Digital comics; what’s not to love? The colors are beautiful, the price (usually) can’t be beat, you can shove a stack of mid-’80s Justice League Internationals weightlessly into your tablet and bring them with you on the bus, and you can re-download everything later when you lose your tablet on that bus. But what’s up with guided view?
Reading a comic in guided view is like watching a flip book; each panel is essentially cut out of the page and pasted into its own page of a scrapbook. One has the option of ordering the “camera” to pull back at the end of a page so the entire thing can be viewed as it was meant to before jumping back in to the out-of-context single panel reading. Comixology’s version of the trick is particularly advanced (and apparently trademarked), occasionally allowing the panel to pan left or right so as to read multiple actions in a single panel in the proper order. I sometimes double-click into guided view because it makes a perfectly sized zoom for me when I want to inspect a Geof Darrow background for a couple hours. Otherwise, it renders pointless all the hard work that went in to designing the comic book page.
But don’t take my word for it, take the word of Wonder Woman #201, recently reprinted in DC’s Retroactive series this summer. If you can look past WW’s hip-hugging ’70s action suit and her battle with Tibetan samurai warriors plus Catwoman while suspended over a fiery death trap for just a moment and take a look at the underlying craft with me, you’ll notice that artist Dick Giordano and letterer John Constanza seem to have momentarily occupied the same brain while laying out these pages. With the efficency of the comics art master he was, Giordano carefully ensures that art within each panel leads the reader to the next one, the angles of limbs and buildings, mountain passes and flames all leaning towards the next action in the kind of swooping internal guided view that subconsciously trained a generation of artists in the unique visual language of comics. Costanza, making me sob jealously, follows Giordano’s lead, keeping his balloons and connecting tails in almost perfect lockstep with those angles while still managing to stay out of the way.
Here’s just one page, with my completely unnecessary red line highlighting its fluid design:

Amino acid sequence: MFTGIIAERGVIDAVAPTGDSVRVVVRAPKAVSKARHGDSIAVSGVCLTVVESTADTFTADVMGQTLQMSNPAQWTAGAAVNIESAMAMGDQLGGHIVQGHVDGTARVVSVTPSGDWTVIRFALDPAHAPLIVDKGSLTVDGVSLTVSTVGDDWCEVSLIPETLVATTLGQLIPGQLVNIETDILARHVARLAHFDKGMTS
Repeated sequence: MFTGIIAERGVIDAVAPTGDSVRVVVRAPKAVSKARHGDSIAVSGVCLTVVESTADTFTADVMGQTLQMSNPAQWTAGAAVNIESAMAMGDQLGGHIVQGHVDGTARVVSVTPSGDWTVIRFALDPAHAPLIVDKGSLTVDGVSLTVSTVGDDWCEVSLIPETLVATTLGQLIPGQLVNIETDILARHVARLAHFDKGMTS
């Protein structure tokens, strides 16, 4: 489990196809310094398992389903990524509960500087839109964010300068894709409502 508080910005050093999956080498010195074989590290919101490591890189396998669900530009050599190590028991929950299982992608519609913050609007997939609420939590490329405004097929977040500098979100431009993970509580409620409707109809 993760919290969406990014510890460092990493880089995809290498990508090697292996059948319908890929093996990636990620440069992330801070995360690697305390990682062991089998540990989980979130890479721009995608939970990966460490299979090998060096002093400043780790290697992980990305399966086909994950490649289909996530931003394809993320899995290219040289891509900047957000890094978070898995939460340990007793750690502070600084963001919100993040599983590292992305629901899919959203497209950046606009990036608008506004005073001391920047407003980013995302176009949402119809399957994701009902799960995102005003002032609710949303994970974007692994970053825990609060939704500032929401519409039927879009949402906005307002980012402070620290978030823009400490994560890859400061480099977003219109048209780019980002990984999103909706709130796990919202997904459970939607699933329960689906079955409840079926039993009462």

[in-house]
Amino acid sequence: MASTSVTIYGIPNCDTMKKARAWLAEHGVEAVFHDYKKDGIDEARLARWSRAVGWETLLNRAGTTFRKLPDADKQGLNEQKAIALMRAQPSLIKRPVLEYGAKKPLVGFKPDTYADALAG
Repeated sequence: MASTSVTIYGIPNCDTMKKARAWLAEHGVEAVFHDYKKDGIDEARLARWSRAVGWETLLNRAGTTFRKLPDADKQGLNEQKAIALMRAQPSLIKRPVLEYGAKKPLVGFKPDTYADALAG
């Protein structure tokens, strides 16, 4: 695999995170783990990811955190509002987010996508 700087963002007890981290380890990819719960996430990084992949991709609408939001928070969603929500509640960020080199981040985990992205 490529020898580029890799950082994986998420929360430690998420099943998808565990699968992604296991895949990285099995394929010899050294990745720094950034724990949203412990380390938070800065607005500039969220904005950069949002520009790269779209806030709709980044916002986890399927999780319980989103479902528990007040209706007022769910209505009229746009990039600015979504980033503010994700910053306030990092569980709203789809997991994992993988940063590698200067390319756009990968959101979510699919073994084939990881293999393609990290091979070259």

Now, here are some panels from the page as seen in Guided View:
When part of the full page, the assailant’s dagger in Panel 2 points right to where your eye should go next in Panel 3: up the line of Diana’s leg to Costanza’s next balloon. In guided view, the dagger’s point is chopped off and you have no idea that there’s something immediately next to it that should be seen right away.
In Panel 3, the downward slope of Diana’s right leg leads you to her kicking action in Panel 4, where Giordano helpfully has her kicking leg stabbing up into the previous panel so your eye can more easily pick it up. Following along from here, you read down and left along the kicking leg, over to her thought balloons placed across the poor guy she just clobbered, then along his outstretched arm back to the right-hand side of the panel to the next page. This is what we call, “Pure Design Brilliance” or sometimes, “Come On, How Are We Supposed to Live Up to That?” here at Letter Better. In guided view, this effect is entirely destroyed: the next important thing to see after Panel 3, according to the GV Bot, is the left-most part of Panel 4, meaning just her word balloons, none of her kicking leg, and none of the thug’s outstretched arm.
Here’s what might be the best page in the story, lettering and design-wise:
The panel layout itself is certainly easy to read, but it’s supremely helped by Costanza’s excellent caption and balloon placement. Captions overlapping panels can ruin a narrative if done wrong, but he does it right, using the captions to create a flowing voiceover feel. How does guided view navigate through it? By chopping the captions out of their panels entirely, and splitting word balloons in half:
Reading these lonely chopped up bits of text is, how shall I put it? Joyless?
And here’s one more, a simple and elegant one-on-one fight scene with smooth angle-switching through expert draftsmanship:
The swords, the slice effects, and of course, Costanza’s balloons, all lead you through this page’s S-curve. In guided view? More like a John Woo fight now. The panels are beautiful by themselves, but now they’re still images instead of slow-mo blurs in a whirling sequence:
I’ve heard some good things about guided view, mainly that it can keep the panel- and page-turn surprises intact. But a comics page is an art form; cutting it up turns it into something else.
Wow, I didn’t know comic apps were doing this. Page layout is one of the most interesting aspects of comic art. It’s been years since I read one of Scott McCloud’s books, and I still remember his explanation of depicting time with comic frames.
Definitely, a comics page is a singularly beautiful thing. Though I wonder if cartoonists 100 years from now will abandon it and make their comics exclusively for reading on phones! Likely.
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